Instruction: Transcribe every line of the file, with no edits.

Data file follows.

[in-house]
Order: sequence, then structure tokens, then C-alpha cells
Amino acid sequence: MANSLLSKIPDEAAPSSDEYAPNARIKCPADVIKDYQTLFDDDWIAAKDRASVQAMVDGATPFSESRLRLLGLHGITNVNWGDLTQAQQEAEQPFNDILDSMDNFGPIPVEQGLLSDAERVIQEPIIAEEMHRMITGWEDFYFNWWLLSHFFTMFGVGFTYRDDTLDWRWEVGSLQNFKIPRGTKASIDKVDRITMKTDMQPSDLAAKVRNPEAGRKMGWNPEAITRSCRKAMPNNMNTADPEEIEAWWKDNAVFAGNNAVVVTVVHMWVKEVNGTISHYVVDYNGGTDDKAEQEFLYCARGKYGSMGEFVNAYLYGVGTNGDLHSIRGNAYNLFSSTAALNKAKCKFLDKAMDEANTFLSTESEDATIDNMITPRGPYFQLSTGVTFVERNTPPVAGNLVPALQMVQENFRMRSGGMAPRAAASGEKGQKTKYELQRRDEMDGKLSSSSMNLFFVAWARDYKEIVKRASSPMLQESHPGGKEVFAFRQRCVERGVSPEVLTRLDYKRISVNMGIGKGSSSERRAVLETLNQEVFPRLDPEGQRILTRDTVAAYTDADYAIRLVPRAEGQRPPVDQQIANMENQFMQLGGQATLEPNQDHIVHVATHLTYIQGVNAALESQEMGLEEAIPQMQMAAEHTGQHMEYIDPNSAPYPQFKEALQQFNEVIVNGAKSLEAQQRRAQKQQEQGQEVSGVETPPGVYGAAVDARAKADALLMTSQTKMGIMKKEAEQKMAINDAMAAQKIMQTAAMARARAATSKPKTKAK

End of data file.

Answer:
[in-house]
Order: sequence, then structure tokens, then C-alpha cells
Amino acid sequence: MANSLLSKIPDEAAPSSDEYAPNARIKCPADVIKDYQTLFDDDWIAAKDRASVQAMVDGATPFSESRLRLLGLHGITNVNWGDLTQAQQEAEQPFNDILDSMDNFGPIPVEQGLLSDAERVIQEPIIAEEMHRMITGWEDFYFNWWLLSHFFTMFGVGFTYRDDTLDWRWEVGSLQNFKIPRGTKASIDKVDRITMKTDMQPSDLAAKVRNPEAGRKMGWNPEAITRSCRKAMPNNMNTADPEEIEAWWKDNAVFAGNNAVVVTVVHMWVKEVNGTISHYVVDYNGGTDDKAEQEFLYCARGKYGSMGEFVNAYLYGVGTNGDLHSIRGNAYNLFSSTAALNKAKCKFLDKAMDEANTFLSTESEDATIDNMITPRGPYFQLSTGVTFVERNTPPVAGNLVPALQMVQENFRMRSGGMAPRAAASGEKGQKTKYELQRRDEMDGKLSSSSMNLFFVAWARDYKEIVKRASSPMLQESHPGGKEVFAFRQRCVERGVSPEVLTRLDYKRISVNMGIGKGSSSERRAVLETLNQEVFPRLDPEGQRILTRDTVAAYTDADYAIRLVPRAEGQRPPVDQQIANMENQFMQLGGQATLEPNQDHIVHVATHLTYIQGVNAALESQEMGLEEAIPQMQMAAEHTGQHMEYIDPNSAPYPQFKEALQQFNEVIVNGAKSLEAQQRRAQKQQEQGQEVSGVETPPGVYGAAVDARAKADALLMTSQTKMGIMKKEAEQKMAINDAMAAQKIMQTAAMARARAATSKPKTKAK